Crypto Fintech & e-commerce Public Markets

Coinbase Chooses Direct Listing Route to Public Markets

Digital currency wallet service Coinbase said in a blog post Thursday that it plans to join the public markets by way of a direct listing.

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In December, the company shared that it confidentially filed an S-1 with the U.S. Securities and Exchange Commission. The S-1 has not been made public as of yet.

Coinbase, headquartered in San Francisco, was founded in 2012 and enables traders to buy and sell bitcoin. Bitcoin is currently trading at just under $33,000 after reaching an all-time high earlier in January.

Direct listings have become an increasingly popular way for a company to join the public markets because it gives companies that want to trade their stock on a public exchange a way to get there without the extra money and hassle of a traditional IPO.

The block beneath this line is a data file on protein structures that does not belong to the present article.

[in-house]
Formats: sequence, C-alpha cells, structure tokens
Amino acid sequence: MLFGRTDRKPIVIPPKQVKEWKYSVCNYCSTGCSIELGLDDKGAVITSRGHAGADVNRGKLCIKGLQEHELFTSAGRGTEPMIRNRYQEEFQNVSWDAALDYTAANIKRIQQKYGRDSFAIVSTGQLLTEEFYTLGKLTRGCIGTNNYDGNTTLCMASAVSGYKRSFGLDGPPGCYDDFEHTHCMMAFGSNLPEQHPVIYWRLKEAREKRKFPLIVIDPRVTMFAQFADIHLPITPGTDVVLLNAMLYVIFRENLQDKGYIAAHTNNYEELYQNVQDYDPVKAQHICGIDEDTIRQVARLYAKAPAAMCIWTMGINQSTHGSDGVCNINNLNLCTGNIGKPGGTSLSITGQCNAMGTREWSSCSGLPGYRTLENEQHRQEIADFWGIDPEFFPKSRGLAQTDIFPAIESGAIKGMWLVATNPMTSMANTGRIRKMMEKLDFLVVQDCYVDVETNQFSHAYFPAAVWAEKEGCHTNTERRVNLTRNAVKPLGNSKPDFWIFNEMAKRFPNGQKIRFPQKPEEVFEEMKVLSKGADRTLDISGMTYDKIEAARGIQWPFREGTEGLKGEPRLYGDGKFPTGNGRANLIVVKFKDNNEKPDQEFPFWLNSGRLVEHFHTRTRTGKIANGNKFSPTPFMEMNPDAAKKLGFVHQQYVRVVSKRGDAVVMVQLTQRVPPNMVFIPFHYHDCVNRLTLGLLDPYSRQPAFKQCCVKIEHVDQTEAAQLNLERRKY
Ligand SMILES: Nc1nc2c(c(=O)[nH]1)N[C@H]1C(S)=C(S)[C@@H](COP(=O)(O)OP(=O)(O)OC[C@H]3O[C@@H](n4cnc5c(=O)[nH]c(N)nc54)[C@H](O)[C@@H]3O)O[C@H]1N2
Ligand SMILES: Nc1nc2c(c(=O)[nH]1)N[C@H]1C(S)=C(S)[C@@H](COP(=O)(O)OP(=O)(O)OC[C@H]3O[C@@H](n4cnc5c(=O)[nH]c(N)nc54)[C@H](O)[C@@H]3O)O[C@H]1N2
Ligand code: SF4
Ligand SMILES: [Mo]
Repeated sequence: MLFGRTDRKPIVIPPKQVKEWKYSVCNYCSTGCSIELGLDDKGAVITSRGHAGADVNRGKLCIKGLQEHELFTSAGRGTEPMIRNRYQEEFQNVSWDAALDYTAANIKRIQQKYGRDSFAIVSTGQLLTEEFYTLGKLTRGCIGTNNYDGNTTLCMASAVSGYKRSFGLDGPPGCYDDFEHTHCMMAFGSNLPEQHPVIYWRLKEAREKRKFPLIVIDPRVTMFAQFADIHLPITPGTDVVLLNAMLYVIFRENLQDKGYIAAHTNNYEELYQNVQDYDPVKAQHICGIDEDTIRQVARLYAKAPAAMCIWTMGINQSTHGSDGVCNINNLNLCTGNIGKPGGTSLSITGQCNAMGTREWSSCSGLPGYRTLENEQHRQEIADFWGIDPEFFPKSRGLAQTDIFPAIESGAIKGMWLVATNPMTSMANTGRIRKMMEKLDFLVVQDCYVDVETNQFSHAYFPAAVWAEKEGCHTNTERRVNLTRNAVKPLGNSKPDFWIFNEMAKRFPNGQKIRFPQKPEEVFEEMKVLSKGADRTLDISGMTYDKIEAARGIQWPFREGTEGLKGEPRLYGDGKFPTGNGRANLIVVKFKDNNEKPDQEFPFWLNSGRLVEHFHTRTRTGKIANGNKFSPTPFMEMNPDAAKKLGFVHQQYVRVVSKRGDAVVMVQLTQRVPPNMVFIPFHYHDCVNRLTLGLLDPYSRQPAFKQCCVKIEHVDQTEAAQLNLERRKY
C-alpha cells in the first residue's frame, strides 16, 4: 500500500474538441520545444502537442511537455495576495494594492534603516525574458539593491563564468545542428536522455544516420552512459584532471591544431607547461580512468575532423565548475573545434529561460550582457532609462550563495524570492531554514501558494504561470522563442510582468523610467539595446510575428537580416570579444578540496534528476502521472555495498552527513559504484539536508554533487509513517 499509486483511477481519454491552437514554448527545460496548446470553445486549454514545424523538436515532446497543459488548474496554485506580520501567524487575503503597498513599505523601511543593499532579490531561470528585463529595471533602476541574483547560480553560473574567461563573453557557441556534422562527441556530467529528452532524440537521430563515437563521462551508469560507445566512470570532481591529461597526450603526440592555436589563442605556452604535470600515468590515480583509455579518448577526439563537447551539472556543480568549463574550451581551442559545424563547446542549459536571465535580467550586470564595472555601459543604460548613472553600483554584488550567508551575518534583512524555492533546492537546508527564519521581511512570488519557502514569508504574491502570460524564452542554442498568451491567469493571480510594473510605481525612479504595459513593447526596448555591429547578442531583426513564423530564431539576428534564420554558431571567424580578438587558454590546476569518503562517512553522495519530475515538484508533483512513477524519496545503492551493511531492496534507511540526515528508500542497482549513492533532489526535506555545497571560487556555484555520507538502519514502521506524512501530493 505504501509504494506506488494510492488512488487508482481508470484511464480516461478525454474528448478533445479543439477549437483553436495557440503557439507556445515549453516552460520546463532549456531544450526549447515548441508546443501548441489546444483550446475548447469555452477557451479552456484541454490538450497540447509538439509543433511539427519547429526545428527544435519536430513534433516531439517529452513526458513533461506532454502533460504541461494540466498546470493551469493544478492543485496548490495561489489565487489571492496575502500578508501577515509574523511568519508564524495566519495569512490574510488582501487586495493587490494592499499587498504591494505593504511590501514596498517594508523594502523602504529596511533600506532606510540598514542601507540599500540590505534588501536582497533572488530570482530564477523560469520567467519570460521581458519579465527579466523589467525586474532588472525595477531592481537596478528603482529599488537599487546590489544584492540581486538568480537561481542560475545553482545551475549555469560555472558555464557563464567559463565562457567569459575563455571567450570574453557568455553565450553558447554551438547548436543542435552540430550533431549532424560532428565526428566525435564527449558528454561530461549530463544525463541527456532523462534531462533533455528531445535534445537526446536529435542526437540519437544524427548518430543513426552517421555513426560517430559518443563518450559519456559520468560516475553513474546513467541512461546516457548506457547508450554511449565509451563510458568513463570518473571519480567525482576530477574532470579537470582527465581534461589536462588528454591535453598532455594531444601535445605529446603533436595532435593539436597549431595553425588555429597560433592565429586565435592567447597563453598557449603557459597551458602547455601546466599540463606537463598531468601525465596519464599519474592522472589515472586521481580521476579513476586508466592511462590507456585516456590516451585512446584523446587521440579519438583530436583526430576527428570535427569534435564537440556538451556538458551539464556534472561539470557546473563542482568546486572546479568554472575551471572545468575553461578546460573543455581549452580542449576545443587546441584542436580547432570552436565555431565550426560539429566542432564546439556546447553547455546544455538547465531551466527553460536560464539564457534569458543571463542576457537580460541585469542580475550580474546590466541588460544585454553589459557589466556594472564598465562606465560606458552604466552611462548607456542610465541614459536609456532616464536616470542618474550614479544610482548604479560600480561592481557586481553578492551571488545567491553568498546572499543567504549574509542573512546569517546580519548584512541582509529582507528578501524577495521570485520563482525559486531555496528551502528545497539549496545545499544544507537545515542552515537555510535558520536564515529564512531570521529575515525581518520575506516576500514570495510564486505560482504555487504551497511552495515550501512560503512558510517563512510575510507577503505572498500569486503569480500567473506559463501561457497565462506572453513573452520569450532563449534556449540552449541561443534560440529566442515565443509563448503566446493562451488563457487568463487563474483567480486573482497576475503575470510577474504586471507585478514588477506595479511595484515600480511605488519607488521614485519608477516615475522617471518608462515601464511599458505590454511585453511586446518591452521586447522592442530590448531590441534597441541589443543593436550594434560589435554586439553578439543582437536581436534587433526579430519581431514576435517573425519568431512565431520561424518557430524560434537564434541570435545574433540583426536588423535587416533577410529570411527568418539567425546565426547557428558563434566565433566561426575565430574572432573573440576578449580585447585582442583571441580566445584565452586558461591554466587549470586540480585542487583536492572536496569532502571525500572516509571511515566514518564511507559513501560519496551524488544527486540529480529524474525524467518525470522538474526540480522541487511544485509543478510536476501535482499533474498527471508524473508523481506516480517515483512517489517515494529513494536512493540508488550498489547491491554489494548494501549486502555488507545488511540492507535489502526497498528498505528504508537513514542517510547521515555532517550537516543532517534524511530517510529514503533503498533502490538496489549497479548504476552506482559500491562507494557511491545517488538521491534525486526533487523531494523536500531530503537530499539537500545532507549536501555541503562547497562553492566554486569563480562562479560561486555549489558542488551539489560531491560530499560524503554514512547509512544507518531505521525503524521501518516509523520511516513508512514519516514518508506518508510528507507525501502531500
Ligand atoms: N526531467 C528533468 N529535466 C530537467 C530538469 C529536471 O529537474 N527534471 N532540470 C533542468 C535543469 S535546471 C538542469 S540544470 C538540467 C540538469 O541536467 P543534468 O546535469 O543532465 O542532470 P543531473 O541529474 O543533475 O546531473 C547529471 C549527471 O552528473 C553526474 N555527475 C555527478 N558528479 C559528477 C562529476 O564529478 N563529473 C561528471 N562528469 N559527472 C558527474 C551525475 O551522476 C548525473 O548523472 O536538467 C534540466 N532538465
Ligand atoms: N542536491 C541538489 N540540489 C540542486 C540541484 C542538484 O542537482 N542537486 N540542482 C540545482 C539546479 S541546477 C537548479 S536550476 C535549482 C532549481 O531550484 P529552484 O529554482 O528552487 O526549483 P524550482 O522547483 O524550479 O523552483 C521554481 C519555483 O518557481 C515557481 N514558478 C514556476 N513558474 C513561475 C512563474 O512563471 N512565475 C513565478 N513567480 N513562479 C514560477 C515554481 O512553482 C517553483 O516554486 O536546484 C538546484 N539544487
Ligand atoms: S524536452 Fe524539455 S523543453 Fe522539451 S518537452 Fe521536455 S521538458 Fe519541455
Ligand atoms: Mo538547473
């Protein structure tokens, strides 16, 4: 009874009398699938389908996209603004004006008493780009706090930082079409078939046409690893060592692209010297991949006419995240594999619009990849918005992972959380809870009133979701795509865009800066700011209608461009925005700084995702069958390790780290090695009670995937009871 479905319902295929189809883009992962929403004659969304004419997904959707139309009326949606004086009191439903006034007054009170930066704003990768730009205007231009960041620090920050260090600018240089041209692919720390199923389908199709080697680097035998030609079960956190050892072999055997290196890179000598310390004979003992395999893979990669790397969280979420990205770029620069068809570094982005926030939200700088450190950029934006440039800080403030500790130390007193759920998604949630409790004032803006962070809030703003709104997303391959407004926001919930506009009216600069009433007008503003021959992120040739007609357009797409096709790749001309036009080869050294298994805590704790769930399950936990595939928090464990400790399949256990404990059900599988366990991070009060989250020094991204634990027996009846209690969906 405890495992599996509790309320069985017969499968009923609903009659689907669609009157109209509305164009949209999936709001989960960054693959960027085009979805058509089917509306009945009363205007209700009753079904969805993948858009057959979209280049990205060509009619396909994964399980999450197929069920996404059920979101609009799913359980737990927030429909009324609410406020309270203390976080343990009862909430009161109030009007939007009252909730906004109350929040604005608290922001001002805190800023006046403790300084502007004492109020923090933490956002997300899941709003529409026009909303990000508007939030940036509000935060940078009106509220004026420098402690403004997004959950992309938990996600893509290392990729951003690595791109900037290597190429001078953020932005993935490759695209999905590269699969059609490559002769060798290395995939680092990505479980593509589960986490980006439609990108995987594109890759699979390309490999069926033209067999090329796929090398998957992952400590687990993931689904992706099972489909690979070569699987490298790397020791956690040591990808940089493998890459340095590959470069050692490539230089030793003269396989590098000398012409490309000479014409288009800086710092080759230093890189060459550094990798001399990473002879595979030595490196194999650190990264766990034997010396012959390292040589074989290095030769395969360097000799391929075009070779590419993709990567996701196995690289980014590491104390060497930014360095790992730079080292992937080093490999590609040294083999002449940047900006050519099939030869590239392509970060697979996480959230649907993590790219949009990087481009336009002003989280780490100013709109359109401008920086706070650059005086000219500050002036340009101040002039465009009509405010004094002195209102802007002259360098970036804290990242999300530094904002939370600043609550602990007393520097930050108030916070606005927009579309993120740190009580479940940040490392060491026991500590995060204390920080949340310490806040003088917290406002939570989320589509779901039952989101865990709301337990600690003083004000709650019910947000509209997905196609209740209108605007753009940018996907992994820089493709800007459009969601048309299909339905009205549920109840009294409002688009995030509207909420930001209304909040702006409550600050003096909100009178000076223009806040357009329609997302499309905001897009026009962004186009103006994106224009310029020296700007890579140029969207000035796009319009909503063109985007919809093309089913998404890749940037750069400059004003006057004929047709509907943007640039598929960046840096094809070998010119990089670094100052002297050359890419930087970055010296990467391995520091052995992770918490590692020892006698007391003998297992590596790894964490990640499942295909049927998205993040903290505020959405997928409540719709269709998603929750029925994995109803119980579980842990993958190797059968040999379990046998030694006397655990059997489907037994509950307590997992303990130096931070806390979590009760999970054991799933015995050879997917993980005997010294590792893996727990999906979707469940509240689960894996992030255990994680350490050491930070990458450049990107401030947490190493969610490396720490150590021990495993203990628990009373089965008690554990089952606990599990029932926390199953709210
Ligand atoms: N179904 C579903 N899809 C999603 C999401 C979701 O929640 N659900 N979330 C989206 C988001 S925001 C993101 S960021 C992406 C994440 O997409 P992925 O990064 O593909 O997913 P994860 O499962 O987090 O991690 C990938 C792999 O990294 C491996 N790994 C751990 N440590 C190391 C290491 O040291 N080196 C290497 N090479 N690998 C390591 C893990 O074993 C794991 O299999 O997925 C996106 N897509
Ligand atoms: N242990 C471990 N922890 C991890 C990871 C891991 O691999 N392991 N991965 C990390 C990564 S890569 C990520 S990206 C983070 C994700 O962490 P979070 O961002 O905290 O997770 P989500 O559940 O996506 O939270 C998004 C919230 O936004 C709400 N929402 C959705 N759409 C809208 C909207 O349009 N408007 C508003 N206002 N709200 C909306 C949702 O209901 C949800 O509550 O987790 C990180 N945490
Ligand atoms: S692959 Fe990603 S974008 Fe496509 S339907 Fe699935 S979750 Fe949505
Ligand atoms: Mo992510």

A company doing a direct listing starts trading without a block of shares being sold, and therefore without new capital being raised. A direct listing gives founders, vested employee shareholders and prior investors a path to liquidity.

Adding to the hassle-free process of direct listings is recent news that the SEC approved the New York Stock Exchange’s proposal to allow companies to raise capital in a direct listing.

Within the past year, we have seen companies, such as project management startup Asana, big data analytics company Palantir Technologies and online game platform Roblox choose the direct listing route.

Coinbase has raised $547.3 million in known venture-backed funding since the company was founded in 2012 by Brian Armstrong and Fred Ehrsam, according to Crunchbase data. The company hasn’t announced new VC investment since 2018, when it closed a $300 million Series E round of funding led by Tiger Global Management.

Illustration: Dom Guzman

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